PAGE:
The Berean Expositor
Volume 45 - Page 164 of 251
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The Epistle to the Ephesians (13).
pp. 173 - 177
Paul now comes to the final section of the epistle, which gives a revelation of the
unseen and unfelt spiritual warfare that is constantly going on behind the scenes between
God and the spiritual forces for good, and Satan and the powers of darkness that
antagonize the Divine plan every inch of the way. But for the complete protection that
the Lord has provided, the believer would have good cause to be afraid. The panoply of
God, however, is all-sufficient for such a dangerous situation:
"Finally, be strong in the Lord, and in the strength of His might. Put on the whole
armour of God, that ye may be able to stand against the wiles of the devil" (Eph. 6: 10,
11 R.V.).
Every member of the Body of Christ is reminded here where his true strength lies for
this tremendous conflict. It is not in self, or on the human plane in any way. Mere
human power would be less than useless against such spiritual enemies. Nothing less
than the mighty resurrection power of Christ mentioned in chapter 1: 19-23 is sufficient,
plus the protective armour that He provides, which covers the believer from head to foot.
The Apostle had used a similar figure in I Thess. 5: 8 ". . . . . putting on the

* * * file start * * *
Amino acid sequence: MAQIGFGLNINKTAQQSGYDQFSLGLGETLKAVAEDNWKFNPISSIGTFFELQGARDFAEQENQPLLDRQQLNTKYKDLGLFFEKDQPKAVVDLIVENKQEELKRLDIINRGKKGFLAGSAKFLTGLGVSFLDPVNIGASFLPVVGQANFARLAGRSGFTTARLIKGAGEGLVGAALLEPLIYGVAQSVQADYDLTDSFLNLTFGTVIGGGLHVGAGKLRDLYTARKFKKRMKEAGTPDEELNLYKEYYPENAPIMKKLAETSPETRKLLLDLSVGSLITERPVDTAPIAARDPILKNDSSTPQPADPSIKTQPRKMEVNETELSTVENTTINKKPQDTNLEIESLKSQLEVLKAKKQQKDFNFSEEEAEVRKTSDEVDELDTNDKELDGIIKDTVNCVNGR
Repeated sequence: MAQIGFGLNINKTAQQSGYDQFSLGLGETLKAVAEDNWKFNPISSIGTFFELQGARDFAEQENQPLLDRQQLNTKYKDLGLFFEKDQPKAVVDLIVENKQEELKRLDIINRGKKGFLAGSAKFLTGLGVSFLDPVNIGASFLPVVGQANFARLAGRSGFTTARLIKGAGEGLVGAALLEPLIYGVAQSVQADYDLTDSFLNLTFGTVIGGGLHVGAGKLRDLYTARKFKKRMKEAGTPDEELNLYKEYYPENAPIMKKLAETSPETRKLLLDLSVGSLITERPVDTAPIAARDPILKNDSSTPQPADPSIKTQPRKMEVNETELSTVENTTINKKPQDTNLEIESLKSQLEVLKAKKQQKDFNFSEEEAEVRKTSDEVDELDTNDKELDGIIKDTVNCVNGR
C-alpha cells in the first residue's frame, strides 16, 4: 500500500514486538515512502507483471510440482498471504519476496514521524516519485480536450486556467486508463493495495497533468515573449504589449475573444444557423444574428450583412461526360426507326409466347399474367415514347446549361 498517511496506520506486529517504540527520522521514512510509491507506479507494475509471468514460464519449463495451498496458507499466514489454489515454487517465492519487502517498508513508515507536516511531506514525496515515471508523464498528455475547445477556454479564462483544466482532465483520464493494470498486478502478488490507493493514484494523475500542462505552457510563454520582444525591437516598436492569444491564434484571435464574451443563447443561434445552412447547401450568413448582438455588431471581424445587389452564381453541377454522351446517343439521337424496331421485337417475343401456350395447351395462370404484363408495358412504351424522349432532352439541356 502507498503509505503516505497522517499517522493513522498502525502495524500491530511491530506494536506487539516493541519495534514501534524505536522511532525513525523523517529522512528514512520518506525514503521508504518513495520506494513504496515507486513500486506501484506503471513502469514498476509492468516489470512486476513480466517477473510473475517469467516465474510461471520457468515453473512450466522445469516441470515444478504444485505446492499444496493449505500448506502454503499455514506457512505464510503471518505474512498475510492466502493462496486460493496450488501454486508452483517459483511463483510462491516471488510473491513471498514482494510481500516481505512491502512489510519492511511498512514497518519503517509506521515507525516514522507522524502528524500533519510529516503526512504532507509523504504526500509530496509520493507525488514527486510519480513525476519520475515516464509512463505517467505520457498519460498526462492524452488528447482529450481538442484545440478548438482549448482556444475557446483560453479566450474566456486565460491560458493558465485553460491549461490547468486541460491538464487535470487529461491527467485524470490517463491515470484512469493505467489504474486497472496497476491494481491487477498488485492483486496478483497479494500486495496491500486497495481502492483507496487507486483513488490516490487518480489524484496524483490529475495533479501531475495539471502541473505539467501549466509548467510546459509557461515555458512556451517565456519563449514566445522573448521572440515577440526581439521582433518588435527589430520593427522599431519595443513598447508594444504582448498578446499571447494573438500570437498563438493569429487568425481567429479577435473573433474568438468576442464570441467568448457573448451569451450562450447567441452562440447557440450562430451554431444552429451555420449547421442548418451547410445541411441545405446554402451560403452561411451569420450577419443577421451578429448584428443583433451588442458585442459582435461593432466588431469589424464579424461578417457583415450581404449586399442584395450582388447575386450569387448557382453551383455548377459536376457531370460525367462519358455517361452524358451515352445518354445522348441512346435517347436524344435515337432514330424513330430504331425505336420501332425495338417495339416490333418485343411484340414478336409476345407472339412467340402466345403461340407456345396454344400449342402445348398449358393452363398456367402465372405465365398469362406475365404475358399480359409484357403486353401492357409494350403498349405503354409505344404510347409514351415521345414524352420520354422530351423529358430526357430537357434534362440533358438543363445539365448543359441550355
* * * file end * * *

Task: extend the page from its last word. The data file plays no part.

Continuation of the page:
breastplate of faith and love; and for a helmet, the hope of salvation". There is the
possibility that Paul goes into greater detail here, because he had an object lesson
constantly with him in the person of the Roman soldier to whom he was chained and who
guarded him day and night. He reminds us that our warfare is not with our fellow human
"For our wrestling is not against flesh and blood, but against the principalities, against
the powers, against the world rulers of this darkness, against the spiritual hosts of
wickedness in the heavenly places" (6: 12 R.V.).
Principalities and powers are the highest rank of heavenly being's, the very
aristocracy of heaven. Angels are apparently heaven's servants. They are "serving
spirit" (Heb. 1: 14). Some of these principalities acknowledge the lordship of Christ, and
come under His Headship (Col. 2: 10). Others have rebelled, possibly at the fall of Satan
and the triumph of Calvary not only dealt with human sin and death, but procured victory
over these spiritual foes:
"Having put off from Himself the principalities and the powers, He made a show of
them openly, triumphing over them in it" (Col. 2: 15 R.V.).
The word translated "world-rulers" is important. Occasionally the Word of God
draws aside the curtain, as it were, and lets us see things that are going on in the spiritual
world around us, which are unperceived by our senses. In the tenth chapter of Daniel, for
instance, we are introduced to two angel princes who impede the one who was being sent
to Daniel to assist him and he was hindered for three weeks (Dan. 10: 13, 20). Later on,
Michael, the archangel, is introduced, who has the responsibility of the interests of the